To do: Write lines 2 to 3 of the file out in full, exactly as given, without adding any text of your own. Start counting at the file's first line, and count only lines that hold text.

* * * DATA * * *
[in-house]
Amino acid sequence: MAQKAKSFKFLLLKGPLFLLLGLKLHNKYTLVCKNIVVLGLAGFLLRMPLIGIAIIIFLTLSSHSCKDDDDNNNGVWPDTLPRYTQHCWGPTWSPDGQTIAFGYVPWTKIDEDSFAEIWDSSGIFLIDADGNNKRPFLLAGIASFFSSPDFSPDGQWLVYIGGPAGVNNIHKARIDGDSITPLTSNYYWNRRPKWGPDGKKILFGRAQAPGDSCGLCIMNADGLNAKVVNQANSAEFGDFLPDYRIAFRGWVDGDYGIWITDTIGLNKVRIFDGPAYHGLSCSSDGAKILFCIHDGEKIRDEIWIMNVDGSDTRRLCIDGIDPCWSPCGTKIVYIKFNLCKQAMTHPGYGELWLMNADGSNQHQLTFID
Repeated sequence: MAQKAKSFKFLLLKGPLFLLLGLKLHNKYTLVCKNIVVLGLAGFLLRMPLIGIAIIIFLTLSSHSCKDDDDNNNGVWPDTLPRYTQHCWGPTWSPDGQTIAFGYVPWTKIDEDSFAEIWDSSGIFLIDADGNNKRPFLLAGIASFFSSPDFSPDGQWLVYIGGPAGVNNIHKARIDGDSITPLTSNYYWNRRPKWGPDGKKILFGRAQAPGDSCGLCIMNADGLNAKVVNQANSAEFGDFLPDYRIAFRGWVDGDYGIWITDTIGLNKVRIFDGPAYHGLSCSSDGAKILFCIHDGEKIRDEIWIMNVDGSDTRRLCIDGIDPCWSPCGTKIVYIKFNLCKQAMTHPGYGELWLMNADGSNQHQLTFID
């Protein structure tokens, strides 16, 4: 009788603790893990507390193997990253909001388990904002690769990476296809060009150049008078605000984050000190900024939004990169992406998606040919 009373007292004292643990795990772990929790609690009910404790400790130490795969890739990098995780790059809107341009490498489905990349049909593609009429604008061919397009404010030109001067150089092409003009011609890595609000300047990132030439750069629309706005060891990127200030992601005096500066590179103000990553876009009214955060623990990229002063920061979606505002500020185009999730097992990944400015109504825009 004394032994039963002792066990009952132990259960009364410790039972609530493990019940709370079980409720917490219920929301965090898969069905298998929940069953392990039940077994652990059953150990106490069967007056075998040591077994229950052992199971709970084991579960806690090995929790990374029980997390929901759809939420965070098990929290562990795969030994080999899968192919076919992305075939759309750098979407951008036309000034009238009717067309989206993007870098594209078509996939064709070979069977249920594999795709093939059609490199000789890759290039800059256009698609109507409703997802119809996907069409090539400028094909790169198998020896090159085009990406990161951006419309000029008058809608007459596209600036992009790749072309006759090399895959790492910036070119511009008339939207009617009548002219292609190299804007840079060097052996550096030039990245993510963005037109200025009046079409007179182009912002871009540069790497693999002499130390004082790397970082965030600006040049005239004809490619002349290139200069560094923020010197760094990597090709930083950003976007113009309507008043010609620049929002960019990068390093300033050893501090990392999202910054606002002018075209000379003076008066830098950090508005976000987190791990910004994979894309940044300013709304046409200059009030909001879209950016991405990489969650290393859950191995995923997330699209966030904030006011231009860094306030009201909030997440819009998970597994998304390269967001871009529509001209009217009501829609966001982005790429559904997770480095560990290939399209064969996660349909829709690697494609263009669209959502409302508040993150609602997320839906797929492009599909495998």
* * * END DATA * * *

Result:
Amino acid sequence: MAQKAKSFKFLLLKGPLFLLLGLKLHNKYTLVCKNIVVLGLAGFLLRMPLIGIAIIIFLTLSSHSCKDDDDNNNGVWPDTLPRYTQHCWGPTWSPDGQTIAFGYVPWTKIDEDSFAEIWDSSGIFLIDADGNNKRPFLLAGIASFFSSPDFSPDGQWLVYIGGPAGVNNIHKARIDGDSITPLTSNYYWNRRPKWGPDGKKILFGRAQAPGDSCGLCIMNADGLNAKVVNQANSAEFGDFLPDYRIAFRGWVDGDYGIWITDTIGLNKVRIFDGPAYHGLSCSSDGAKILFCIHDGEKIRDEIWIMNVDGSDTRRLCIDGIDPCWSPCGTKIVYIKFNLCKQAMTHPGYGELWLMNADGSNQHQLTFID
Repeated sequence: MAQKAKSFKFLLLKGPLFLLLGLKLHNKYTLVCKNIVVLGLAGFLLRMPLIGIAIIIFLTLSSHSCKDDDDNNNGVWPDTLPRYTQHCWGPTWSPDGQTIAFGYVPWTKIDEDSFAEIWDSSGIFLIDADGNNKRPFLLAGIASFFSSPDFSPDGQWLVYIGGPAGVNNIHKARIDGDSITPLTSNYYWNRRPKWGPDGKKILFGRAQAPGDSCGLCIMNADGLNAKVVNQANSAEFGDFLPDYRIAFRGWVDGDYGIWITDTIGLNKVRIFDGPAYHGLSCSSDGAKILFCIHDGEKIRDEIWIMNVDGSDTRRLCIDGIDPCWSPCGTKIVYIKFNLCKQAMTHPGYGELWLMNADGSNQHQLTFID